I did try out some power wheelchairs at the seating clinic and Abilities Expo but my therapists and parents agree that a full power wheelchair is not the best solution for me right now for a few reasons. First, we have no way to transport a power chair because we do not have a ramp van. Second, my insurance company Aetna says that if I get a power chair, I cannot then get a manual chair after. I would be stuck with a power chair. Third, power chairs are super heavy, and can be dangerous if I bump into someone or run over toes.... Say my sister Amber's or classmates for instance. And finally, when I did try them out, aside from running over my dad’s toes, I just sat there and pushed a button. I didn't have to work at anything, and mommy and daddy are concerned that I will lose my willingness and ambition to give the effort needed to walk one day.
This is why the Smart Drive is the perfect option for me. It's small and light enough that we can easily transport it in our current vehicles, it works with my specialized one arm chair, it gets billed as a power assist device and won't affect my ability to one day get a power chair if we decide I need to go that route in the future, and it's light enough that I won't break anyone's toes or shins with it accidentally.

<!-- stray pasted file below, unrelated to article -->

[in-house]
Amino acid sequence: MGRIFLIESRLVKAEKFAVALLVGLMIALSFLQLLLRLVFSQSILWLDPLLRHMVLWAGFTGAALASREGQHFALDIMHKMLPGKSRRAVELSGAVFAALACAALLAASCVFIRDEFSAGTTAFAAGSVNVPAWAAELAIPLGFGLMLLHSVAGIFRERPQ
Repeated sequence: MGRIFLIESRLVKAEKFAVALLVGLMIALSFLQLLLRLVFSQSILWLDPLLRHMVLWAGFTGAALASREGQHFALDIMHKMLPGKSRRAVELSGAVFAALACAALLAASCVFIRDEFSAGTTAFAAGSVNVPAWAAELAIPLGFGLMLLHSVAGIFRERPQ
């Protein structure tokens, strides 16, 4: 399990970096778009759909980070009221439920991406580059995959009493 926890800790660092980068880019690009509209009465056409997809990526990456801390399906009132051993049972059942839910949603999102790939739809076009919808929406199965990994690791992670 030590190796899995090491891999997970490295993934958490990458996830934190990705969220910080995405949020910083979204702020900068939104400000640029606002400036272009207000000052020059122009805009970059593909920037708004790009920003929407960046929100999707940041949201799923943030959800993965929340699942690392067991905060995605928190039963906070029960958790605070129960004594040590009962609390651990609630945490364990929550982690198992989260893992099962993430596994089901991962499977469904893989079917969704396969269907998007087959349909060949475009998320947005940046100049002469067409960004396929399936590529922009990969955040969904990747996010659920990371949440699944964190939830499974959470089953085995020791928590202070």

As most of you know, our family doesn’t make a ton of money, and most of what my parents make, goes directly towards my MANY medical bills. What most of you don't know is that unfortunately my family has a high deductible insurance plan with Aetna, which restarts on October 1st, and that I do not qualify for Medicaid. Basically, this means that my mommy and daddy have to pay for my Smart Drive almost entirely out of pocket. And as with any medical equipment, it's super expensive.